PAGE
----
Jury awards $2.4 million verdict for medical malpractice death
WILLIAMSON COUNTY, IL (KFVS) - More than six years after her death, a Williamson County jury deliberated for two hours on November 18 before awarding $2,439,544.36 to the estate of a woman who died at Carbondale Memorial Hospital on March 11, 2007.
Sue Yates, a 47 year old mother died due to a bowel obstruction.
Yates was a registered nurse at Choate Mental Health Center in Anna, Ill. and lived with her husband Tom in nearby Cobden. The Yates had been married for 24 years and have a son, Andy, and granddaughter, Mayla.
Sue Yates was represented by Paul Schoen of the Edwardsville, East St. Louis and St. Louis, MO law firm of Schoen, Walton, Telken and Foster and R. Courtney Hughes of The Hughes Law Firm in Carbondale.
"Nothing will bring Sue back, but I hope this verdict will bring some attention to medical malpractice deaths and what happened to Sue. Most people don't think of the risks when they go in for treatment. I know we didn't. You never think it will be your loved one who suffers or even dies from a medical error" said Sue's husband Tom. "I'm just glad it's all over with and the jury agreed with us".
"I feel so badly for Sue and her family. We felt all along this was a preventable death. She deserved someone fighting on her behalf and that's what we did. It took nearly 6 years but we had to keep fighting for Sue and her family, to try and make things right as best we could. But nothing will bring back Tom's wife, Andy's mother or Mayla's grandma. Hopefully this will at least shine a little light on medical errors and we can all commit to reducing them" said Yates' attorney Paul Schoen.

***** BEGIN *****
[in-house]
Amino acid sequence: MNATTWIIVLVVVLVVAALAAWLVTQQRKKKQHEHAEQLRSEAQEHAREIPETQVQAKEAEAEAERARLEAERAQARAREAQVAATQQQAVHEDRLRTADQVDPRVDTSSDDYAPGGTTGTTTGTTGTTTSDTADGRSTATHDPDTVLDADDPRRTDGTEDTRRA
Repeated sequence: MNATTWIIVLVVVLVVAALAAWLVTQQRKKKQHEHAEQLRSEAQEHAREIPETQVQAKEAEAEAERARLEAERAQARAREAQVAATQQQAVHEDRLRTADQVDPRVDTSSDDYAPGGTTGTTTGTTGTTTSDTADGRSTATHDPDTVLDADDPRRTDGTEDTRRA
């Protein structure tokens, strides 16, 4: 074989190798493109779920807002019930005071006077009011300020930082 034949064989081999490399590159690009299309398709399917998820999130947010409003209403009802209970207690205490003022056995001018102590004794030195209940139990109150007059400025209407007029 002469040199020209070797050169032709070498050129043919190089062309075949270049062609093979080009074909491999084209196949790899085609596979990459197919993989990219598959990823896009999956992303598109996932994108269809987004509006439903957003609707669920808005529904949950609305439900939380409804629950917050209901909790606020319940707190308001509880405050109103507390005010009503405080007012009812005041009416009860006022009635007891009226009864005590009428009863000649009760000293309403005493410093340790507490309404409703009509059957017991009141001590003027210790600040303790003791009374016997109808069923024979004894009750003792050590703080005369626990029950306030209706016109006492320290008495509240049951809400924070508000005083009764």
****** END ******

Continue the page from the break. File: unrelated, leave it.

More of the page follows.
Schoen's co-counsel R. Courtney Hughes said, "most people who suffer a medical malpractice never file a suit and of those who do, having a med mal case go to trial is rare and difficult. We have heard this is the largest jury verdict in Williamson County besides the State Farm case. Either way, a $2.4 million dollar verdict is very rare in Southern Illinois. This jury looked past stereotypes and focused on the facts and they deserve credit for that."
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